typedef int Tcl_FSNormalizePathProc(
        Tcl_Interp *interp,
        Tcl_Obj *pathPtr,
        int nextCheckpoint);

Filesystem Operations

The fields in this section of the structure contain addresses of functions which are called to carry out the basic filesystem operations. A filesystem which expects to be used with the complete standard Tcl command set must implement all of these. If some of them are not implemented, then certain Tcl commands may fail when operating on paths within that filesystem. However, in some instances this may be desirable (for example, a read-only filesystem should not implement the last four functions, and a filesystem which does not support symbolic links need not implement the readlink function, etc. The Tcl core expects filesystems to behave in this way).

Filesystempathtypeproc

Function to determine the type of a path in this filesystem. May be NULL, in which case no type information will be available to users of the filesystem. The “type” is used only for informational purposes, and should be returned as the string representation of the Tcl_Obj which is returned. A typical return value might be “networked”, “zip” or “ftp”. The Tcl_Obj result is owned by the filesystem and so Tcl will increment the reference count of that value if it wishes to retain a reference to it.

typedef Tcl_Obj *Tcl_FSFilesystemPathTypeProc(
        Tcl_Obj *pathPtr);

Filesystemseparatorproc

Function to return the separator character(s) for this filesystem. This need only be implemented if the filesystem wishes to use a different separator than the standard string “/”. Amongst other uses, it is returned by the file separator command. The return value should be a value with reference count of zero.

typedef Tcl_Obj *Tcl_FSFilesystemSeparatorProc(
        Tcl_Obj *pathPtr);

Statproc

Function to process a Tcl_FSStat call. Must be implemented for any reasonable filesystem, since many Tcl level commands depend crucially upon it (e.g. file atime, file isdirectory, file size, glob).

typedef int Tcl_FSStatProc(
        Tcl_Obj *pathPtr,
        Tcl_StatBuf *statPtr);

The Tcl_FSStatProc fills the stat structure statPtr with information about the specified file. You do not need any access rights to the file to get this information but you need search rights to all directories named in the path leading to the file. The stat structure includes info regarding device, inode (always 0 on Windows), privilege mode, nlink (always 1 on Windows), user id (always 0 on Windows), group id (always 0 on Windows), rdev (same as device on Windows), size, last access time, last modification time, and last metadata change time.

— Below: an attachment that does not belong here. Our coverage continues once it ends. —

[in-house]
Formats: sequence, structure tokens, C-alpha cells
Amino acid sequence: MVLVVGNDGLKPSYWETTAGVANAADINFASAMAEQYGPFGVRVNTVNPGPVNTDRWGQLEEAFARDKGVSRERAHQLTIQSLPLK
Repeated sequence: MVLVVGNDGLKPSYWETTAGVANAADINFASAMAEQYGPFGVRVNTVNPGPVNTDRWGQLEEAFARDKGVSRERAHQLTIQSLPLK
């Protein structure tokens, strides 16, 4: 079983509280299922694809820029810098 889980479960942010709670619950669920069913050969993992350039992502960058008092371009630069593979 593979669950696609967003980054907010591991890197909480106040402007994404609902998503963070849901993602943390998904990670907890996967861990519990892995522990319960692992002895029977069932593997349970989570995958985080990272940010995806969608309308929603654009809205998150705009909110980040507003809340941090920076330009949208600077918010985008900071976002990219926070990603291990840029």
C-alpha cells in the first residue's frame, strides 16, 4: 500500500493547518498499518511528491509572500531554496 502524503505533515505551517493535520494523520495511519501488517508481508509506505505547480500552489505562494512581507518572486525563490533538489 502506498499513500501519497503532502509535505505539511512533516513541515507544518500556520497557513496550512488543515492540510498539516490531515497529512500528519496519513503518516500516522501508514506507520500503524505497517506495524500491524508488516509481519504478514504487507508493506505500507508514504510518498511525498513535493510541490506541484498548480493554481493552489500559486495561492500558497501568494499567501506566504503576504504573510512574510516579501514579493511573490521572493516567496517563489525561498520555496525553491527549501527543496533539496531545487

If the file represented by pathPtr exists, the Tcl_FSStatProc returns 0 and the stat structure is filled with data. Otherwise, -1 is returned, and no stat info is given.

Accessproc

Function to process a Tcl_FSAccess call. Must be implemented for any reasonable filesystem, since many Tcl level commands depend crucially upon it (e.g. file exists, file readable).

typedef int Tcl_FSAccessProc(
        Tcl_Obj *pathPtr,
        int mode);

The Tcl_FSAccessProc checks whether the process would be allowed to read, write or test for existence of the file (or other filesystem object) whose name is in pathPtr. If the pathname refers to a symbolic link, then the permissions of the file referred by this symbolic link should be tested.

On success (all requested permissions granted), zero is returned. On error (at least one bit in mode asked for a permission that is denied, or some other error occurred), -1 is returned.

Openfilechannelproc

Function to process a Tcl_FSOpenFileChannel call. Must be implemented for any reasonable filesystem, since any operations which require open or accessing a file's contents will use it (e.g. open, encoding, and many Tk commands).

typedef Tcl_Channel Tcl_FSOpenFileChannelProc(
        Tcl_Interp *interp,
        Tcl_Obj *pathPtr,
        int mode,
        int permissions);

The Tcl_FSOpenFileChannelProc opens a file specified by pathPtr and returns a channel handle that can be used to perform input and output on the file. This API is modeled after the fopen procedure of the Unix standard I/O library. The syntax and meaning of all arguments is similar to those given in the Tcl open command when opening a file, where the mode argument is a combination of the POSIX flags O_RDONLY, O_WRONLY, etc. If an error occurs while opening the channel, the Tcl_FSOpenFileChannelProc returns NULL and records a POSIX error code that can be retrieved with Tcl_GetErrno. In addition, if interp is non-NULL, the Tcl_FSOpenFileChannelProc leaves an error message in interp's result after any error.

The newly created channel must not be registered in the supplied interpreter by a Tcl_FSOpenFileChannelProc; that task is up to the caller of Tcl_FSOpenFileChannel (if necessary). If one of the standard channels, stdin, stdout or stderr was previously closed, the act of creating the new channel also assigns it as a replacement for the standard channel.

Matchindirectoryproc

Function to process a Tcl_FSMatchInDirectory call. If not implemented, then glob and recursive copy functionality will be lacking in the filesystem (and this may impact commands like encoding names which use glob functionality internally).

typedef int Tcl_FSMatchInDirectoryProc(
        Tcl_Interp *interp,
        Tcl_Obj *resultPtr,
        Tcl_Obj *pathPtr,
        const char *pattern,
        Tcl_GlobTypeData *types);